Share Email Print

Proceedings Paper

A bio-inspired aquatic flow sensor using an artificial cell membrane
Author(s): Preston A. Pinto; Kevin Garrison; Donald J. Leo; Stephen A. Sarles
Format Member Price Non-Member Price
PDF $14.40 $18.00

Paper Abstract

Receptors known as hair cells give many animals this ability to sense a wide range of stimuli, such as sound, orientation, vibration, and flow. Previous researchers have mimicked natural hair cells by building electromechanical sensor systems that produce an electric response due to the bending of artificial hairs. Inspired by the roles of sensory hairs in fish, this work builds on previous research by investigating the flow dependent electrical response of a 'skin'-encapsulated artificial hair cell in an aqueous flow. This study presents the design, fabrication, and characterization of a flow sensor that will help close the loop between the sensing mechanisms and control strategies that aquatic organisms employ for functions such as locomotion regulation, prey capture, and particulate capture. The system is fabricated with a durable, artificial bilayer that forms at the interface between lipid-encased aqueous volumes contained in a flexible encapsulated polyurethane substrate. Flow experiments are conducted by placing the bio-inspired sensor in a flow chamber and subjecting it to pulse-like flows. Specifically, through temporal responses of the measured current and power spectral density (PSD) analysis, our results show that the amplitude and frequency of the current response are related to the flow over the hair. This preliminary study demonstrates that the encapsulated artificial hair cell flow sensor is capable of sensing changes in flow through a mechanoelectrical response and that its sensing capabilities may be altered by varying its surface morphology.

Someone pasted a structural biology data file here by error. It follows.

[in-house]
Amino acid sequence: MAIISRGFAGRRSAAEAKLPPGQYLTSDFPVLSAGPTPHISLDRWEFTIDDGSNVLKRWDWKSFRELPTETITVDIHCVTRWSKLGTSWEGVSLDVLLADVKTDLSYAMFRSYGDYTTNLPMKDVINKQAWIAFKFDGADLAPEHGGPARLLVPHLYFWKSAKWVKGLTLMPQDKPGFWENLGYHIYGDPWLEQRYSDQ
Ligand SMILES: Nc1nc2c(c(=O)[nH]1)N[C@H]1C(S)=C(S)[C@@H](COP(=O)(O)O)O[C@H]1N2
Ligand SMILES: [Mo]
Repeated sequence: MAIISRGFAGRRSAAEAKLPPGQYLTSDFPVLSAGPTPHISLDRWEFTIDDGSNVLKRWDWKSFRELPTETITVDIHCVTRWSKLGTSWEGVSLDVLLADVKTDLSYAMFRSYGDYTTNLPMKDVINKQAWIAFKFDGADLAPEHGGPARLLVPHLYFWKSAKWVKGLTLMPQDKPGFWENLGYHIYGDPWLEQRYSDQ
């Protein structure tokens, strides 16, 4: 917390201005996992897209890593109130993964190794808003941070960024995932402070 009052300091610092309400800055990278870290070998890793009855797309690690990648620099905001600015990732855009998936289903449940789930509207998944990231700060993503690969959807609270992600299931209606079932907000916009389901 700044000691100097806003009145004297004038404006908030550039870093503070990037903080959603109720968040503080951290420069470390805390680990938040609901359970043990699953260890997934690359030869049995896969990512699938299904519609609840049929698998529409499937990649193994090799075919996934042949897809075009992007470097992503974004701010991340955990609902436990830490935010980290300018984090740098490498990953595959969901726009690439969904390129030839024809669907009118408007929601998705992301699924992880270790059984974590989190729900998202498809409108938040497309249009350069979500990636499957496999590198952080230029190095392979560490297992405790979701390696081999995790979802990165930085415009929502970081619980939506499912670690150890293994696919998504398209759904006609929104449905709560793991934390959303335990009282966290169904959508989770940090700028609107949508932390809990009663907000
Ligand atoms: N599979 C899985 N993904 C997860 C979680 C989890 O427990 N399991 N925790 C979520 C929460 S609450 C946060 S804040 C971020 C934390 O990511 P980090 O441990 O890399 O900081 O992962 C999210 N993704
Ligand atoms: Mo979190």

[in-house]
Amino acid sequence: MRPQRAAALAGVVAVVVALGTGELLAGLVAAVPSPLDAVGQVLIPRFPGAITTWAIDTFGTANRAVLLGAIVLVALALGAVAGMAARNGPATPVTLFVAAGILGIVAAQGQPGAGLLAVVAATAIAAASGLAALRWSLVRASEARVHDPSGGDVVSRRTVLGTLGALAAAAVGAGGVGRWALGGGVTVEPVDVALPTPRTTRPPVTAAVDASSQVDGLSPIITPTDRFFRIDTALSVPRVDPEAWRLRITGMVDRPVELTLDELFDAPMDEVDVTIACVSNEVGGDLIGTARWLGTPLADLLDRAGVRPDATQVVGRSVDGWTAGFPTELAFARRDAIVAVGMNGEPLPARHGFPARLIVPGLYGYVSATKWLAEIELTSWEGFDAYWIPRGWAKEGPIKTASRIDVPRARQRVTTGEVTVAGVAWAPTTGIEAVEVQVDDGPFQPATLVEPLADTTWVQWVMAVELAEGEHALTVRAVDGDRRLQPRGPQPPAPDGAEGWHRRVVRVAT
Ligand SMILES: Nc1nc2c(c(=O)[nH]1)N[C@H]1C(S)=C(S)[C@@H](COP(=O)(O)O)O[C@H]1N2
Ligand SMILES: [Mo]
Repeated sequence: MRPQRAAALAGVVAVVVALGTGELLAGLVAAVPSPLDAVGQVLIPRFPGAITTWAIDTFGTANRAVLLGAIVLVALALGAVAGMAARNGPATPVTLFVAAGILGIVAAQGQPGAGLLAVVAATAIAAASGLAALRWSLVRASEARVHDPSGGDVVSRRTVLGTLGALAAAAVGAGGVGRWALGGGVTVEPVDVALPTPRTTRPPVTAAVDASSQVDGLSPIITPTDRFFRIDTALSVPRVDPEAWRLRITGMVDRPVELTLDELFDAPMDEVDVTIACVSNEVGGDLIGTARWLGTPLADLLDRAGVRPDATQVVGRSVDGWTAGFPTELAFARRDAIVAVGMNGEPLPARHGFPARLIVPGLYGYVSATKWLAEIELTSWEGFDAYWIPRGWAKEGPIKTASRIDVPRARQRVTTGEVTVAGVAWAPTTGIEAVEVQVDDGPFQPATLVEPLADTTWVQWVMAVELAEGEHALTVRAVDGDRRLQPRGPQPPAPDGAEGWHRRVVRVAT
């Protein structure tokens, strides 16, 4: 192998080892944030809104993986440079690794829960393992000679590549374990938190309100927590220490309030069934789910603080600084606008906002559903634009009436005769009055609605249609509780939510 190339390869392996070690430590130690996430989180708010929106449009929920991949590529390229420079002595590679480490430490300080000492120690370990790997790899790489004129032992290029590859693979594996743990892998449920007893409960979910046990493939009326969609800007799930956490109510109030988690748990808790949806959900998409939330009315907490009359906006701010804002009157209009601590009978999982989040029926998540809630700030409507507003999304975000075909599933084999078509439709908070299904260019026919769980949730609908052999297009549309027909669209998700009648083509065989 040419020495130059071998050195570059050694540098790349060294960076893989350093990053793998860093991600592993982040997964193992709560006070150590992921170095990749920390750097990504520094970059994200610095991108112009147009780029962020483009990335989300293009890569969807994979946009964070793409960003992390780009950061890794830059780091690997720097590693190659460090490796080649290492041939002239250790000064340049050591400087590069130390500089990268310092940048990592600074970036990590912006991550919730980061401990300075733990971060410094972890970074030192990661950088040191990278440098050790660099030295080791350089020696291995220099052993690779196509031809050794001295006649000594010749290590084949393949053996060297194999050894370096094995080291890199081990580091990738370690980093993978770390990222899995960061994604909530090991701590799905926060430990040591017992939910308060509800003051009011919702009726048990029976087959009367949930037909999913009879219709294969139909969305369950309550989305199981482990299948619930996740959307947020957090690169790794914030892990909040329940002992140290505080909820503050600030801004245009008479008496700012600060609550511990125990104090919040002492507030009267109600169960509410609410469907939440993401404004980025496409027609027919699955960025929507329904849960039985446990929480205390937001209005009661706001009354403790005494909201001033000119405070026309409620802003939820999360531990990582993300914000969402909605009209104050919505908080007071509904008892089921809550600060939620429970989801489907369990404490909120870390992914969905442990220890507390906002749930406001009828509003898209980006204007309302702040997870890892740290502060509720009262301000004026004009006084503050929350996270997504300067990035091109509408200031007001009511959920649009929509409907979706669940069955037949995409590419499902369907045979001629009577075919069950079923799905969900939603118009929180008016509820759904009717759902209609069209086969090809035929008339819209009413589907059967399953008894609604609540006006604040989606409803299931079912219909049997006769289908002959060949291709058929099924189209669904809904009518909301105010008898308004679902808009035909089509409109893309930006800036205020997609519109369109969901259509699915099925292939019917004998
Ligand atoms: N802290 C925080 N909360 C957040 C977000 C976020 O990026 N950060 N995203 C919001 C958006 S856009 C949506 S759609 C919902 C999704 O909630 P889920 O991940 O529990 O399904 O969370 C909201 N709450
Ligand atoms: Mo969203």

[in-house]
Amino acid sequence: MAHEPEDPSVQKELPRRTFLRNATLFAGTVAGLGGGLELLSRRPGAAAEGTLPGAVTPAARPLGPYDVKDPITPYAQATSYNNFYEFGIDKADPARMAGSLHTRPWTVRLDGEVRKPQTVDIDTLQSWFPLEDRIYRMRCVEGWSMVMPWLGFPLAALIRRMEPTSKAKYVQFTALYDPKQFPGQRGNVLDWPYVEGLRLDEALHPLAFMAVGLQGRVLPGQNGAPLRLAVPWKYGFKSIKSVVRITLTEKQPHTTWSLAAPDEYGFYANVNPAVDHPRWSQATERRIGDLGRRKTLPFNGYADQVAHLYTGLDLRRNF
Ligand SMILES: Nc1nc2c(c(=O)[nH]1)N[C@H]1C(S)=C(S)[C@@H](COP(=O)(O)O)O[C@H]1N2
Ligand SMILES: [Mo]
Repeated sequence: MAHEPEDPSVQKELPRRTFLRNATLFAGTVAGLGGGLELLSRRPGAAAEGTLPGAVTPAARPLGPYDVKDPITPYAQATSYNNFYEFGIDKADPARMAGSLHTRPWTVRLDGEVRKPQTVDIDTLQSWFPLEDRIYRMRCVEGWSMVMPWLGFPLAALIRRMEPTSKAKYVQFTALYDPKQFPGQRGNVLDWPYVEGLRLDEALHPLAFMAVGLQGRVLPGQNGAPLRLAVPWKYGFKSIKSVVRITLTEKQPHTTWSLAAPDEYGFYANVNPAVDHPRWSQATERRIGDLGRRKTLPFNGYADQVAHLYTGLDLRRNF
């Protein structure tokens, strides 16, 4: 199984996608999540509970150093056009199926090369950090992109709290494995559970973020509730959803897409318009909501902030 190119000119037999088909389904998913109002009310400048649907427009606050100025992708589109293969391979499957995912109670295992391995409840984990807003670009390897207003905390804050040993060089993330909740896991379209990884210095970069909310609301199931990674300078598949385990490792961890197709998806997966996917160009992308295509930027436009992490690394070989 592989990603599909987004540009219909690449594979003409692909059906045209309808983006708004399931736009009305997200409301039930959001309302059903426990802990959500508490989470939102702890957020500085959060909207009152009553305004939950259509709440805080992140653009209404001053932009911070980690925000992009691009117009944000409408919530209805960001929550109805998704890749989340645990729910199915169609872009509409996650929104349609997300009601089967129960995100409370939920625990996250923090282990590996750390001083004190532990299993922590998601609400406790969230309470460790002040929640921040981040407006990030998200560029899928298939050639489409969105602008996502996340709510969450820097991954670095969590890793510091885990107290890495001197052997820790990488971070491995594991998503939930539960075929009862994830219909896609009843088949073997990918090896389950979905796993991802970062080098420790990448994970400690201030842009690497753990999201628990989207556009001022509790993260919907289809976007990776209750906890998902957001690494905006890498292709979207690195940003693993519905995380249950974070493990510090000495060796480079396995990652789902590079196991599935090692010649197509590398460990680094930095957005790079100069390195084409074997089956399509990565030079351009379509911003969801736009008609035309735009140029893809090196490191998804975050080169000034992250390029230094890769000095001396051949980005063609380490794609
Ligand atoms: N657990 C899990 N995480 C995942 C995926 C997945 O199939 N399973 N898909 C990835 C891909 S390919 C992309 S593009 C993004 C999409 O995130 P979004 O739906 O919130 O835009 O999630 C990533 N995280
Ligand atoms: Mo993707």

Paper Details

Date Published: 3 April 2012
PDF: 10 pages
Proc. SPIE 8339, Bioinspiration, Biomimetics, and Bioreplication 2012, 833907 (3 April 2012); doi: 10.1117/12.915198
Show Author Affiliations
Preston A. Pinto, Virginia Polytechnic Institute and State Univ. (United States)
Kevin Garrison, Virginia Polytechnic Institute and State Univ. (United States)
Donald J. Leo, Virginia Polytechnic Institute and State Univ. (United States)
Stephen A. Sarles, The Univ. of Tennessee (United States)

Published in SPIE Proceedings Vol. 8339:
Bioinspiration, Biomimetics, and Bioreplication 2012
Akhlesh Lakhtakia, Editor(s)

© SPIE. Terms of Use
Back to Top